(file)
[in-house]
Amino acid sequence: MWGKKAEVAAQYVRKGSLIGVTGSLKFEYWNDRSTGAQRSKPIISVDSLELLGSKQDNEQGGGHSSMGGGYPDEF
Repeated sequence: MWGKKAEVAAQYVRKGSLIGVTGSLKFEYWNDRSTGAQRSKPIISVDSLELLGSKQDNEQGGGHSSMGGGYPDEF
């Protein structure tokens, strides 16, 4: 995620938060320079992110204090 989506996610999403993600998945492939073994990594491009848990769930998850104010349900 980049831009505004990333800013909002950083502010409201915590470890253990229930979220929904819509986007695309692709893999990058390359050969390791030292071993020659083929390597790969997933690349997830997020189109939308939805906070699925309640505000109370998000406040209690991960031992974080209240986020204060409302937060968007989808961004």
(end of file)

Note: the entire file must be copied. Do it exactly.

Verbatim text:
[in-house]
Amino acid sequence: MWGKKAEVAAQYVRKGSLIGVTGSLKFEYWNDRSTGAQRSKPIISVDSLELLGSKQDNEQGGGHSSMGGGYPDEF
Repeated sequence: MWGKKAEVAAQYVRKGSLIGVTGSLKFEYWNDRSTGAQRSKPIISVDSLELLGSKQDNEQGGGHSSMGGGYPDEF
């Protein structure tokens, strides 16, 4: 995620938060320079992110204090 989506996610999403993600998945492939073994990594491009848990769930998850104010349900 980049831009505004990333800013909002950083502010409201915590470890253990229930979220929904819509986007695309692709893999990058390359050969390791030292071993020659083929390597790969997933690349997830997020189109939308939805906070699925309640505000109370998000406040209690991960031992974080209240986020204060409302937060968007989808961004």